The work can be taken to show that null pronouns and traces are distinct elements in the syntax and hearers process them differently.
We invite you to explore the full article here.
Post written by Astrid De Wit & Frank Brisard based on an article in Journal of Linguistics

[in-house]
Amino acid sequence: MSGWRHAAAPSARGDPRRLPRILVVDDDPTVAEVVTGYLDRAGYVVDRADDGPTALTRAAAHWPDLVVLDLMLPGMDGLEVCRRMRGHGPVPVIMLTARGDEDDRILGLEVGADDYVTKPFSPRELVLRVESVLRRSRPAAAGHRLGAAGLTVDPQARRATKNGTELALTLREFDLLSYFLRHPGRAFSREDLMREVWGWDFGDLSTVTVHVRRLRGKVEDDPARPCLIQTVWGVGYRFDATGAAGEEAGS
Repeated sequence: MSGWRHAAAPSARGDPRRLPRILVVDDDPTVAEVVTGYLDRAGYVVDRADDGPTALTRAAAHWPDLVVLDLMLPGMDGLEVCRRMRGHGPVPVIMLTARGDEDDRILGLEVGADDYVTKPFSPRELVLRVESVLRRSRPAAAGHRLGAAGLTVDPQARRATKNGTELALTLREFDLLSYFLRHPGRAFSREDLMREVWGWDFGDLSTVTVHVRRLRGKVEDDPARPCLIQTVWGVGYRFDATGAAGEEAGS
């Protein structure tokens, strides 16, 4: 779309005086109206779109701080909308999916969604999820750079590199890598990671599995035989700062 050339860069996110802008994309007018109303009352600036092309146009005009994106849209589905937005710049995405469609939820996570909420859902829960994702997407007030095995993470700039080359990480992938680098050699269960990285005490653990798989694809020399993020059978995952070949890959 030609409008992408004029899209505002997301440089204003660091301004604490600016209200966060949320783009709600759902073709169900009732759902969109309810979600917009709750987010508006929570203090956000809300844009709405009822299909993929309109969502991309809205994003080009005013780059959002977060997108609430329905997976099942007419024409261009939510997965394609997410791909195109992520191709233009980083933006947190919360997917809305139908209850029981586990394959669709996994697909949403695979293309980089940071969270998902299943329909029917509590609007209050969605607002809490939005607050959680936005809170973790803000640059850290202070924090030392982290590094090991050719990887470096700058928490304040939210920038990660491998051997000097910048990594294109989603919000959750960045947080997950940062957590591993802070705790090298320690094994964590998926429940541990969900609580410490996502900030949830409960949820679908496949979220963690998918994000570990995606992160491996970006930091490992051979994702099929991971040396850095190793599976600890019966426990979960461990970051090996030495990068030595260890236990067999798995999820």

It is well known that the progressive in English can be used in a notably wide range of contexts: it may express ongoingness at a specific reference point (Be quiet, please, I’m working), habits with limited duration (I’m eating a lot of chocolate this winter), or futurity (I’m coming home tomorrow), just to name a few. Various studies also note the use of the progressive in so-called “emotional contexts”, in which it indicates, for instance, intensity or irritation (She’s always complaining). In addition, our corpus research shows that the progressive can be used to reinterpret an event previously introduced in discourse, as in He talks about minorities, but he’s really talking about African Americans. Given this notable variety of uses, studies that address the semantics of the English progressive almost invariably refrain from positing one, unifying meaning for the construction. In other words, the various uses of the English progressive are typically considered the result of homonymic coincidence, and the possibility of there being semantically motivated relationships between them is discarded.